BUPA PHARMACY PARTNERSHIP UNDERMINES QUALITY GENERAL PRACTICE
AMA President, Tony Bartone, today slammed a new ‘strategic partnership’ between Bupa, one of Australia’s largest health insurers, and TerryWhite Chemmart pharmacies as an attack on general practice that could lead to patients receiving inappropriate primary health care and advice.
The new partnership claims to offer Bupa customers ‘a range of health services and benefits’ and ‘a health app aimed at providing significant value and personalised care’.
Dr Bartone said that the best and safest place for people to access quality primary health care and advice is the local community general practice from highly trained and experienced GPs.
“General practice is the foundation of quality primary health care in Australia, and any threats to undermine it or replace it with inferior models of care must be rejected,” Dr Bartone said.
“It is outrageous that a large health insurer like Bupa would endeavour to undermine general practice, especially after a thorough Government review of private health insurance to ensure that policyholders received high quality and value for money for their significant investment in insurance.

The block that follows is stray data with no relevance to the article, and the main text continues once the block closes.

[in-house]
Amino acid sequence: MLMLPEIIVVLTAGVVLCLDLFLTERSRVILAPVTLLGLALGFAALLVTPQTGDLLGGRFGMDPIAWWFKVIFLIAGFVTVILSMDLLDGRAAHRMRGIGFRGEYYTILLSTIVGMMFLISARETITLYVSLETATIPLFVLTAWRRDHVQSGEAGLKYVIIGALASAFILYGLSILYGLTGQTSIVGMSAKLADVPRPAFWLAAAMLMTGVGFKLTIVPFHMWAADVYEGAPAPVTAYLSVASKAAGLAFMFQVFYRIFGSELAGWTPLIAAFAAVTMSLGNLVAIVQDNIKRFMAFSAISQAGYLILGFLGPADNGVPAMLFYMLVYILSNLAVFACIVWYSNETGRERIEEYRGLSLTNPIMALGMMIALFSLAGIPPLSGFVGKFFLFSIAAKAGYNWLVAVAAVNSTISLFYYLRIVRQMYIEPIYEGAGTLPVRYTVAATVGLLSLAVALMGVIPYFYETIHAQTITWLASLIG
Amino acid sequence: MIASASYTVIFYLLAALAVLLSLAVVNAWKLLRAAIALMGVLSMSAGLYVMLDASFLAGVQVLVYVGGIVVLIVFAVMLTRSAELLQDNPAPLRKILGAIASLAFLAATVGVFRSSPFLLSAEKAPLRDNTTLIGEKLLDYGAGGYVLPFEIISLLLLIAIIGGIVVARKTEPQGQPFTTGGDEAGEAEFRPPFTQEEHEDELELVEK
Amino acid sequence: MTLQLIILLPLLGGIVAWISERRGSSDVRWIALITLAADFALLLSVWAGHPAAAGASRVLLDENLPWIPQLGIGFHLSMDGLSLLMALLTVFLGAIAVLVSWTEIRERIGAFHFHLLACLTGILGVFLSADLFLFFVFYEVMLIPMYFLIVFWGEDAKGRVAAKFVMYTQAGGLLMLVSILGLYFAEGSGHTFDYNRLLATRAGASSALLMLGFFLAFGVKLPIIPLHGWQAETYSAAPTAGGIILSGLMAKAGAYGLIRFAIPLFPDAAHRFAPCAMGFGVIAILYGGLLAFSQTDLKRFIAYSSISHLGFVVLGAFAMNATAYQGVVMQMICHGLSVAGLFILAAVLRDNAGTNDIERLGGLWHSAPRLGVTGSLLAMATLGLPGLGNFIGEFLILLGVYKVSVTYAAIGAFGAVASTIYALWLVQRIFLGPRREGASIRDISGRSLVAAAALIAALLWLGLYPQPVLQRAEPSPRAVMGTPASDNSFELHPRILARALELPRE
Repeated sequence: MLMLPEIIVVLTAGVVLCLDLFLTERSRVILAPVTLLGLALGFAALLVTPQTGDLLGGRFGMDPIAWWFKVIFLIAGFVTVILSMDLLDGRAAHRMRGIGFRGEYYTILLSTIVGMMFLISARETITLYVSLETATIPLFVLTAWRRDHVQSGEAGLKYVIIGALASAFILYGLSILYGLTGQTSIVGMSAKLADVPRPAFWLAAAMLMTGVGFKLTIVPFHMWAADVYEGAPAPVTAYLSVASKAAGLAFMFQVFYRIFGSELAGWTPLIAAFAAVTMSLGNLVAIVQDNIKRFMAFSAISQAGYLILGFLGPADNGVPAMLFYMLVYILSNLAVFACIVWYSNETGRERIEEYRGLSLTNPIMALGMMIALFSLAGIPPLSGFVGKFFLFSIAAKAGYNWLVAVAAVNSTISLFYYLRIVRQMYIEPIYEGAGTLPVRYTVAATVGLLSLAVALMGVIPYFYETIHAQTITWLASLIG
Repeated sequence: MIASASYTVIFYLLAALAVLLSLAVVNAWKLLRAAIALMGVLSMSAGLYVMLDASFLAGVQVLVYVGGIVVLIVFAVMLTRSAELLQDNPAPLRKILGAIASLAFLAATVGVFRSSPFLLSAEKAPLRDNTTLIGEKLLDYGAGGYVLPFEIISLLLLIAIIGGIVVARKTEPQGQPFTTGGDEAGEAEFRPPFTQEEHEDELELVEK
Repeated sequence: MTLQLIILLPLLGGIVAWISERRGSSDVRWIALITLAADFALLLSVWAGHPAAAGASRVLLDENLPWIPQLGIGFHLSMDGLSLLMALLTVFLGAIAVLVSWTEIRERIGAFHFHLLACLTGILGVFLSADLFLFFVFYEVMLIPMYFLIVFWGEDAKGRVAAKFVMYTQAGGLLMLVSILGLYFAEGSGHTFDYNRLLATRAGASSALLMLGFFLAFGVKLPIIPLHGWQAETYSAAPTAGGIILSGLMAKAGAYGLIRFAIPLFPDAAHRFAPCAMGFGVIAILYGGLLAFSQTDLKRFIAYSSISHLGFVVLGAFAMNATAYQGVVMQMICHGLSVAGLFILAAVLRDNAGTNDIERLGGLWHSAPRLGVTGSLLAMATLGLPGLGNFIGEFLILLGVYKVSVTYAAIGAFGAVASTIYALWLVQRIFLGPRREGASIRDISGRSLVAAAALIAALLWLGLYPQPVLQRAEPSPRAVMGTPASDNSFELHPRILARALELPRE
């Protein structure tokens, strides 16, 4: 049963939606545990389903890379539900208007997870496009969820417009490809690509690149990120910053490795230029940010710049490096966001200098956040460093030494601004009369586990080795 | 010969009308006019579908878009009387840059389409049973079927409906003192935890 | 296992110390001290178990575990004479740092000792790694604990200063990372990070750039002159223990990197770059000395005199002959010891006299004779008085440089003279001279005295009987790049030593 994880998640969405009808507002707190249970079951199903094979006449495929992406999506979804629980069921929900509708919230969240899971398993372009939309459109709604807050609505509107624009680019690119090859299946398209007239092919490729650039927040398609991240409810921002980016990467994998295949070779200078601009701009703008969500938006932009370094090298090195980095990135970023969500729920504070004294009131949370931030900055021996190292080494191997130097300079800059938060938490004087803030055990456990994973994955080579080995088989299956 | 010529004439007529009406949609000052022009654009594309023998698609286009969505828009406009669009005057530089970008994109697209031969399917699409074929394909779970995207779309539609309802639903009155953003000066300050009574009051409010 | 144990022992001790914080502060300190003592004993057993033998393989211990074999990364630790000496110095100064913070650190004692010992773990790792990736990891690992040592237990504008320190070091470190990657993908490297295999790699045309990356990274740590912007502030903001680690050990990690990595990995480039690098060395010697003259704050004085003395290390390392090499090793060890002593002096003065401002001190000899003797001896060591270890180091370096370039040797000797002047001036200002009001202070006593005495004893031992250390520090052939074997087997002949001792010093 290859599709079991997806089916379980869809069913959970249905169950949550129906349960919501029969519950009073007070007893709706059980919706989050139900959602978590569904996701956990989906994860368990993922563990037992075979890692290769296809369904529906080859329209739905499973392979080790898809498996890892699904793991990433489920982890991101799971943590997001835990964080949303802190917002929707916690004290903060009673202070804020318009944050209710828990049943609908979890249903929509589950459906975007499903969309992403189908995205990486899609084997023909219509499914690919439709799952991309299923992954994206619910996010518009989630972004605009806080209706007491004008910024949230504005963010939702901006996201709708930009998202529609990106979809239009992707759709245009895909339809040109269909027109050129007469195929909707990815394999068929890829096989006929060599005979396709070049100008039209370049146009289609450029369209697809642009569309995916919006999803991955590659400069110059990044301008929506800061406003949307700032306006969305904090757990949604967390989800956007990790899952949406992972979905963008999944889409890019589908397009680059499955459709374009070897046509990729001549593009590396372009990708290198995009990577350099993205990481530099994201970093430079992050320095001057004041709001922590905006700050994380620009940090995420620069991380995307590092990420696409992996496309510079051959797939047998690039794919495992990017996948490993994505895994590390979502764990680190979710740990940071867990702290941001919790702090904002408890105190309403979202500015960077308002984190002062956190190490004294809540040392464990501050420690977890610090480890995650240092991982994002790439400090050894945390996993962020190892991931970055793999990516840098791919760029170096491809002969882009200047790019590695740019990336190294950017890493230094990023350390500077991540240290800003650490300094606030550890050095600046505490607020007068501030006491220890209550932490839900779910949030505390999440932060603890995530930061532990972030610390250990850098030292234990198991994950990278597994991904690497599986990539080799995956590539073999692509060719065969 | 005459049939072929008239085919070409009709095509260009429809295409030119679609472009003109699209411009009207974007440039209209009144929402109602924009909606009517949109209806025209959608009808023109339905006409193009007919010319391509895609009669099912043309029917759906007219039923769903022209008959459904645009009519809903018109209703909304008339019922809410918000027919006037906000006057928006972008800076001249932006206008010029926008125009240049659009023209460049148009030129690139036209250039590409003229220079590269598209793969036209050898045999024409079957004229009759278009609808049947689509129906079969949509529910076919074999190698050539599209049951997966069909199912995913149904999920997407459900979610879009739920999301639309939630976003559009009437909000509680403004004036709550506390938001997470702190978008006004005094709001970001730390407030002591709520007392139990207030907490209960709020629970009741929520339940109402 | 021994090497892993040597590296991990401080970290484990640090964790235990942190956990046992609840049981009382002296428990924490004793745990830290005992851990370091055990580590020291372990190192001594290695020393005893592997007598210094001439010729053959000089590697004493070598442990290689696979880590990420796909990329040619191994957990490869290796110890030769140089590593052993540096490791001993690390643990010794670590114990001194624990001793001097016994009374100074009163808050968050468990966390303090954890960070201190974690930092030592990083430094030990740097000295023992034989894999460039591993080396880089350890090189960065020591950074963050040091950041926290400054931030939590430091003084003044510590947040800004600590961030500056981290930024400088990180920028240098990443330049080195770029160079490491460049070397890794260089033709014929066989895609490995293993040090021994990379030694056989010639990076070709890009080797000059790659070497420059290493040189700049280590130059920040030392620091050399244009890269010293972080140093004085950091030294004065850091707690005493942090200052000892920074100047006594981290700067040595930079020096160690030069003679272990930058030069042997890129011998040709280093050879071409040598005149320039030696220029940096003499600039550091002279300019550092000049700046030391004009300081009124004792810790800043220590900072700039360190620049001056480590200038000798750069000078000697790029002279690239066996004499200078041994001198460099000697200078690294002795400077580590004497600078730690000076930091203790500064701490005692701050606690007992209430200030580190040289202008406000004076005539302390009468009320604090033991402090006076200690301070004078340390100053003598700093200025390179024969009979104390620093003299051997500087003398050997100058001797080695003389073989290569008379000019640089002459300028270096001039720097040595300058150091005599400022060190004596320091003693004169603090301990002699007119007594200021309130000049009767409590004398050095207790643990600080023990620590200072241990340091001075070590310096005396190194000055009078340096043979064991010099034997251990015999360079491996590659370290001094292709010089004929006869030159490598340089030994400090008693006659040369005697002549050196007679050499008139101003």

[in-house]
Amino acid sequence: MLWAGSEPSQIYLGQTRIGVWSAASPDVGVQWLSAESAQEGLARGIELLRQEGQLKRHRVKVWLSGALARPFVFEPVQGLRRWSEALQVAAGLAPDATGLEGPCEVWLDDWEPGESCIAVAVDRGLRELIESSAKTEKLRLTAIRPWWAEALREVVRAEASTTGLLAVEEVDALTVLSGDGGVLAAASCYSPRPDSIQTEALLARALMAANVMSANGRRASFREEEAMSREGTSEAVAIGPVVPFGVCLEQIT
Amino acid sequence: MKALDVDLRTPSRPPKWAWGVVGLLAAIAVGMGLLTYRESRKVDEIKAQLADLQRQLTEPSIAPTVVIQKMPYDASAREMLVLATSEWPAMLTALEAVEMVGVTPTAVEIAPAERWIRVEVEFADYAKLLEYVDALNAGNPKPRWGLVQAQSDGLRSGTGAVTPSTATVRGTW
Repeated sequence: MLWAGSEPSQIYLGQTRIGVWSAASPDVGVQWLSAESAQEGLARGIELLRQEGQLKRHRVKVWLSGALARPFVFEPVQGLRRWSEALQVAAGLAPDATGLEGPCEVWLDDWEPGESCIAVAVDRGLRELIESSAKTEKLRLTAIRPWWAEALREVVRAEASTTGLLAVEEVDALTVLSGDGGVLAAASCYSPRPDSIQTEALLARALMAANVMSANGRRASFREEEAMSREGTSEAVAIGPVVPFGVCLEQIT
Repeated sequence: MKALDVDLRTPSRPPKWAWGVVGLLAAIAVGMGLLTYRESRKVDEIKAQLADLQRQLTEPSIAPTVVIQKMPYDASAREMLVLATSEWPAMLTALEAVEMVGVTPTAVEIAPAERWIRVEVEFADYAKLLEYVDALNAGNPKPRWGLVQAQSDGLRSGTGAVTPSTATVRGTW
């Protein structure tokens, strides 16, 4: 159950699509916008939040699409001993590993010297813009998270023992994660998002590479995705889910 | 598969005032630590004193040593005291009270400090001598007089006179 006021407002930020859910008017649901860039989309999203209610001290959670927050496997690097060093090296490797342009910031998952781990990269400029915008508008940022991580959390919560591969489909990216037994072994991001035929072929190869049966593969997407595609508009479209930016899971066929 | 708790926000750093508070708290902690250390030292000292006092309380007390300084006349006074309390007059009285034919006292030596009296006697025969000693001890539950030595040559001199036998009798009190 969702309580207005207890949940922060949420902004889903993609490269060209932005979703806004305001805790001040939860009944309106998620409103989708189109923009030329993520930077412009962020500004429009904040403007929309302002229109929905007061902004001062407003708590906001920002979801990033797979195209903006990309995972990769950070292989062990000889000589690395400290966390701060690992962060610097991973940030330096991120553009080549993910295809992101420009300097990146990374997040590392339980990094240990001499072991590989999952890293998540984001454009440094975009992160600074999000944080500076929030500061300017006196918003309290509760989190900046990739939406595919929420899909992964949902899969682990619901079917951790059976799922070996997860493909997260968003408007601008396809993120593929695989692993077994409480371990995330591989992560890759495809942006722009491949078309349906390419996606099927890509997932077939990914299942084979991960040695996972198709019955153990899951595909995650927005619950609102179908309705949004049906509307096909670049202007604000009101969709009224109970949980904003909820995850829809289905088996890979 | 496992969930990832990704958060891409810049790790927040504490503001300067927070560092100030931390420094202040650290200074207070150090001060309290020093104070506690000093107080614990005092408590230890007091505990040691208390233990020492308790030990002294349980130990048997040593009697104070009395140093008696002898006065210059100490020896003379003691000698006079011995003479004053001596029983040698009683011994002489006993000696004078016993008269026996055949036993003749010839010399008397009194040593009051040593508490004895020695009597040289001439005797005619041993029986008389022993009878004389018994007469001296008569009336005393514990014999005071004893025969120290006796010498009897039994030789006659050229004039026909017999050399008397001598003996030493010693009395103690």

“This partnership will fragment quality primary health care and put further question marks over the value of private health insurance – just as radical new reforms are being implemented.”
Dr Bartone said that the AMA will be asking Bupa exactly what health services they will be offering under this arrangement, and question why there has been no consultation with the AMA and the medical profession about this potentially dangerous initiative.
“Pharmacies marketing unnecessary and expensive pathology tests and other ‘health screening’ services to their customers is a push to increase profits at the expense of evidence-based, cost-effective health care,” Dr Bartone said.
“These activities are not within the scope of practice of a pharmacist.
“Pharmacies in the community play an important role in providing medicines information to the public, and ensuring that all Australians have access to medicines in a timely and safe manner.
“But doctors are the only health professionals trained to fully assess a person, initiate further investigations, make a diagnosis, and understand and recommend the full range of clinically appropriate treatments for a given condition.
“Health checks, screening activities, and diagnostic tests should only be conducted if they are clinically indicated, backed by evidence, and cost effective. Unnecessary ‘health checks’ are costly for patients and can cause needless concern.
“There is no doubt that hiving off certain aspects of health care, such as screening and pathology ordering, only duplicates effort and fragments care.
“This Bupa partnership is an insult to GPs and a dud deal for Bupa customers,” Dr Bartone said.
6 March 2019
CONTACT: John Flannery 02 6270 5477 / 0419 494 761